Certain lifestyle behaviors can help with all kinds of side effects:

  • Get some physical activity each day, such as a short walk.
  • Avoid over-exertion with intense exercise.
  • Try to maintain a regular sleep routine with the same bedtime and wake time each day.
  • Take short naps to combat fatigue or sleepiness, but try to keep them to about 30 minutes.
  • Rest when feeling fatigued or the need for a break.
  • Avoid alcohol and caffeine.
  • Stay hydrated with lots of water or other fluids.
  • Regularly wash hands to reduce the risk of infections.
  • Wear a protective face mask, such as an N95 or KN95, in public indoor spaces during flu season and during spikes in Covid-19, to reduce the risk of catching these and other respiratory diseases.
  • Seek out a support network and ask others for help with household routines and chores.
  • Spend enough time with people to avoid loneliness, but patients shouldn’t be afraid to tell someone when they need to be alone.

Nausea may be treated with anti-nausea medications, including skin patches that can be worn for several days. But, patients should make sure the ones they take will not interfere with treatment. Ask the medical team what anti-nausea drugs they recommend for the particular treatment plan. Taking these drugs regularly, even when patients don’t feel sick, may reduce the chances of developing nausea.

Other ways to reduce the likelihood of nausea include:

  • Avoid eating just before your chemotherapy treatment. Have a small meal or large snack a few hours afterward instead.
  • Avoid fried foods, fatty food, or foods with a strong smell.
  • Avoid being around food when feeling sick.
  • Eat smaller meals and snacks throughout the day instead of large meals.
  • Drink carbonated drinks, especially ones with ginger.
  • Suck on hard candies.
  • Eat a banana to replace potassium levels after vomiting.

Sometimes anti-anxiety medications, such as benzodiazepines, can help with nausea as well. If the anti-nausea drugs don’t work, a doctor might prescribe nabilone, a cannabis-based medication.

The following might also help relieve nausea:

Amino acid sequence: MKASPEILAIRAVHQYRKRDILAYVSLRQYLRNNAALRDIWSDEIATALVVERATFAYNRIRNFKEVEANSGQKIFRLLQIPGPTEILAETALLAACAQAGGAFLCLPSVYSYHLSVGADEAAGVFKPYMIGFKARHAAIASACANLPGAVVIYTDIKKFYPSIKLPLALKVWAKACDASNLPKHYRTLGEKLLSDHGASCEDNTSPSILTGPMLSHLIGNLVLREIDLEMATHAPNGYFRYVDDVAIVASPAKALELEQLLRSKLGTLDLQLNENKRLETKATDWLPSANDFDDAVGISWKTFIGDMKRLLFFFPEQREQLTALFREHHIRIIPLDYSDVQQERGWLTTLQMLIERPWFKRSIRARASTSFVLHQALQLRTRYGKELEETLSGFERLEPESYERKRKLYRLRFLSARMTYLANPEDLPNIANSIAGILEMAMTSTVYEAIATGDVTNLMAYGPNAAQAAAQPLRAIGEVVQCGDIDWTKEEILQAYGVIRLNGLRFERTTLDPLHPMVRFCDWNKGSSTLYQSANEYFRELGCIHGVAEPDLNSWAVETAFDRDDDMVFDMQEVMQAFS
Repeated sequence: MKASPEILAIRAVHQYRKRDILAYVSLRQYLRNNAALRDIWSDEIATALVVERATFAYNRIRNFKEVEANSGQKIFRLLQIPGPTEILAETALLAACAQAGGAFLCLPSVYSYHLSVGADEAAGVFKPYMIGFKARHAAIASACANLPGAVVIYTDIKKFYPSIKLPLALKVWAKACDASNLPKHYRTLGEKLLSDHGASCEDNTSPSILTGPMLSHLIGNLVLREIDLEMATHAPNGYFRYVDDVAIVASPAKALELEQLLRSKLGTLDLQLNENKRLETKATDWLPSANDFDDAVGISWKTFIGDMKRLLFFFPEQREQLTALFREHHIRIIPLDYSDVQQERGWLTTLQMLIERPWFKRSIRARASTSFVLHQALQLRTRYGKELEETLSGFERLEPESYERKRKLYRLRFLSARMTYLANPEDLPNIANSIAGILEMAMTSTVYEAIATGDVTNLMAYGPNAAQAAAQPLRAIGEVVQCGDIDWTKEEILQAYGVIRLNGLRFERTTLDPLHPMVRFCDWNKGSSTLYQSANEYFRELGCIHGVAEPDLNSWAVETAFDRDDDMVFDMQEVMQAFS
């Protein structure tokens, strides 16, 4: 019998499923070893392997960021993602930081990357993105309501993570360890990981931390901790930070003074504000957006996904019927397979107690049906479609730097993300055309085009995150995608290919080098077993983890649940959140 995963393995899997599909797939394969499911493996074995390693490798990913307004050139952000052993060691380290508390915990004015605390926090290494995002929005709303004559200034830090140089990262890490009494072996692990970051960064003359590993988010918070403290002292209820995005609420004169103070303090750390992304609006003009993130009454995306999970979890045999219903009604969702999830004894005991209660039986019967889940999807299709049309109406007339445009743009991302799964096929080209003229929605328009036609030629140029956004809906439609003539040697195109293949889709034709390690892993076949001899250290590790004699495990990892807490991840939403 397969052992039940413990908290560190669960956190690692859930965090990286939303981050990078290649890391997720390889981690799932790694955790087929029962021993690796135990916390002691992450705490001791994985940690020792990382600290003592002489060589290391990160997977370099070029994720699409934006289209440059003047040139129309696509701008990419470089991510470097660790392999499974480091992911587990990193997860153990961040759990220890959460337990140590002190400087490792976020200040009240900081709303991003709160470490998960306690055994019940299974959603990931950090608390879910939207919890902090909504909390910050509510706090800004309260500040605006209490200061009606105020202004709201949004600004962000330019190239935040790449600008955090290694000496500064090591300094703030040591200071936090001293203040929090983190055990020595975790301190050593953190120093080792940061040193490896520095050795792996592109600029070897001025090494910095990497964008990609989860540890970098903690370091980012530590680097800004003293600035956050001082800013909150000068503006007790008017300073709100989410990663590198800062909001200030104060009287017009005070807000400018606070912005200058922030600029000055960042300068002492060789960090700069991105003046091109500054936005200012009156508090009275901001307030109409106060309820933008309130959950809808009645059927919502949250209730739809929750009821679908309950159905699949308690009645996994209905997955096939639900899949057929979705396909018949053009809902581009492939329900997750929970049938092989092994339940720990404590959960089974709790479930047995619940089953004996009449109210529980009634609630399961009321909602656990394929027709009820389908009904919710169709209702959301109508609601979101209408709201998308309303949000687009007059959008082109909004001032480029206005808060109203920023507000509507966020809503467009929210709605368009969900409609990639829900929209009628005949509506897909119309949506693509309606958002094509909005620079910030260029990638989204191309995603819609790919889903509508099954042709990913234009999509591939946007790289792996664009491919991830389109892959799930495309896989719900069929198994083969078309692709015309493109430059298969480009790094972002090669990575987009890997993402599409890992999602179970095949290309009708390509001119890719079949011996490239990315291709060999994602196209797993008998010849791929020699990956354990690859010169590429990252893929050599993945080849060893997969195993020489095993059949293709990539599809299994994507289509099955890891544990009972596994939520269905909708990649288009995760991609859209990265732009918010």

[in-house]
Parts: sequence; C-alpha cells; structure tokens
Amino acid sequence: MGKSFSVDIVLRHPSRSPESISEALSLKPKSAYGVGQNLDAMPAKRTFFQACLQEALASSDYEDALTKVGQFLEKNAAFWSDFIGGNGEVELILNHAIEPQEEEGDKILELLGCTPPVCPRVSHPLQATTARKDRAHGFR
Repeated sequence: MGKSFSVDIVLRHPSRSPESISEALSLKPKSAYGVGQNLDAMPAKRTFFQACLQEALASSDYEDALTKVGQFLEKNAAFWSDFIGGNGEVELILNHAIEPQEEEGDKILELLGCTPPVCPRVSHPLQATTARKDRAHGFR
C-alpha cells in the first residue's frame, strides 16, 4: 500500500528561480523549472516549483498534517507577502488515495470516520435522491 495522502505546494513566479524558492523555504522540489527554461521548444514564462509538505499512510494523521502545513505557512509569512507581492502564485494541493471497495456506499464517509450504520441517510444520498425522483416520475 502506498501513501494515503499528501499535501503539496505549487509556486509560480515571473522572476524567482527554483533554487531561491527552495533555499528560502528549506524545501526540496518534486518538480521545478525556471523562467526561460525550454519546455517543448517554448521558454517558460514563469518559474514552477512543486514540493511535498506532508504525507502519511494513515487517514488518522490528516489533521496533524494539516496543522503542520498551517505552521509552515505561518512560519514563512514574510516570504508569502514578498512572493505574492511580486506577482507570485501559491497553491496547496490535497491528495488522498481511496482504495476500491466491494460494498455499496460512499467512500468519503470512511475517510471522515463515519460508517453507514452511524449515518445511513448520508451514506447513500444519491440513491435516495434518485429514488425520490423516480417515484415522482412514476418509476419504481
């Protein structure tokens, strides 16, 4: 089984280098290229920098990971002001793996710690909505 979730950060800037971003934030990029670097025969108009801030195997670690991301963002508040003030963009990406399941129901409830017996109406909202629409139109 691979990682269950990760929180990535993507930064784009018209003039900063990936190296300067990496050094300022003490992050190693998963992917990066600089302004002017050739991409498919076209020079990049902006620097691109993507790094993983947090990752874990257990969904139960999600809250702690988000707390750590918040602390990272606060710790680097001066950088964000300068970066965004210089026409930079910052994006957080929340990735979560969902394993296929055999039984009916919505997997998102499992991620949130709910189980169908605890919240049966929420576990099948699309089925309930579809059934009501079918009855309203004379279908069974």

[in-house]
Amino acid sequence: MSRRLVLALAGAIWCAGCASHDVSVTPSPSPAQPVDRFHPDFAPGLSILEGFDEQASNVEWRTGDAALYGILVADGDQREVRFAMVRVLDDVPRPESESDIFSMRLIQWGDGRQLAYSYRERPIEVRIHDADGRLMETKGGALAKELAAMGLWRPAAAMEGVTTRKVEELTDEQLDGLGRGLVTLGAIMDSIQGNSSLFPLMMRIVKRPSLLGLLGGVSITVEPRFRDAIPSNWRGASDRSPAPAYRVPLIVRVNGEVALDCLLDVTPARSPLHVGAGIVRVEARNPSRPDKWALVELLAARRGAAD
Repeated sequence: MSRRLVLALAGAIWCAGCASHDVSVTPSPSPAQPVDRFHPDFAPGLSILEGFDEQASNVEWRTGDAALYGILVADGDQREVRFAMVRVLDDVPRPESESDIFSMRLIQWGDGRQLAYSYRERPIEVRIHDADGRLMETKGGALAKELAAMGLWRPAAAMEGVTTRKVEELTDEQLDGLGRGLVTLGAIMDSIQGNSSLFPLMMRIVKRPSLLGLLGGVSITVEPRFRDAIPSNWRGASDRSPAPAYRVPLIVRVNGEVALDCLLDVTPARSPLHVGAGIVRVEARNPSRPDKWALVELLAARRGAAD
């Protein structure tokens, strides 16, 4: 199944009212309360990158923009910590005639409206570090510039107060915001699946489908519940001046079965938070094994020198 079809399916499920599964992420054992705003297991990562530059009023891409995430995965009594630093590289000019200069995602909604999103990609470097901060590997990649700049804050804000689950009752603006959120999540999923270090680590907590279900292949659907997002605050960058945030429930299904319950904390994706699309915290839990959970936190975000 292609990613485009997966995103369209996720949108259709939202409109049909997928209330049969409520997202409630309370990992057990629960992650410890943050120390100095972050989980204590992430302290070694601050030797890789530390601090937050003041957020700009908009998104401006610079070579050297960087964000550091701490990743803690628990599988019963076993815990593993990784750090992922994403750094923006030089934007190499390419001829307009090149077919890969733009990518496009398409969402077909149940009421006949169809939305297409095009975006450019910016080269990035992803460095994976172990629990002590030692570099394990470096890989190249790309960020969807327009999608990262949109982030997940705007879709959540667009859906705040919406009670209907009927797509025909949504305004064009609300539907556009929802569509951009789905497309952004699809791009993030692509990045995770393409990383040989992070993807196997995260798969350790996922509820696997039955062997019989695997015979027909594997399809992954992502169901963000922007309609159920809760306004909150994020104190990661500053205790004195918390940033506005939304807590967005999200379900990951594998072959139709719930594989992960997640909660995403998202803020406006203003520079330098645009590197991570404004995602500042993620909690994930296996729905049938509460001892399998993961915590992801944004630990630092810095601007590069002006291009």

• Acupuncture or acupressure
  • Cognitive behavioral therapy
  • Reading or listening to books, playing video games, watching TV or listening to music can all be helpful distractions
  • Yoga
  • Muscle relaxation training
  • Exercise
  • Hypnosis

To prevent mouth sores, get a dental cleaning and check-up before treatment begins and follow these tips:

  • Check your mouth daily for sores or white spots, and let your medical team know about any sensitive areas or pain.
  • Use a soft toothbrush to brush your teeth, gums, and tongue twice daily.
  • Patients who experience bleeding with a soft toothbrush should use cotton swabs instead.
  • Sucking on ice chips during treatment may reduce the risk of mouth sores, according to a 2019 study.
  • Avoid alcohol-based mouthwashes. Instead, try rinsing the mouth every three hours with a mixture of warm water (1 cup), baking soda (1/4 teaspoon) and salt (1/8 teaspoon). Patients who have bleeding or are at risk of bleeding should ask their medical team if they should floss.

Hair loss is very common with doxorubicin. People have different ways of adjusting to losing their hair. Cutting hair short before treatment begins might help patients get used to having less hair. Some people even shave their heads before treatment starts. Some prefer to wear scarves or a bandana, and others prefer to use a wig. Some hospitals offer cooling caps, which may reduce hair loss by constricting follicle cells, making them more difficult for the drug to penetrate.

Follow these tips to manage hair loss:

  • Once treatment starts, wear a hair net while sleeping so that hair falling out is captured in the net instead of getting on the pillow.
  • For a dry or itchy scalp, rub moisturizer or oil in it.
  • Avoid using hair dyes, hair chemicals, and heated styling devices, such as curling irons.
  • Use gentle shampoos, such as a baby shampoo.
  • Use sunscreen when the scalp is exposed to the sun.
  • Wear a warm hat when temperatures drop. In cooler weather, consider wearing a cap to bed to keep warm.

If you’ve been diagnosed with cancer and want to get a second opinion about your diagnosis or treatment options, call us or chat online with a member of our team.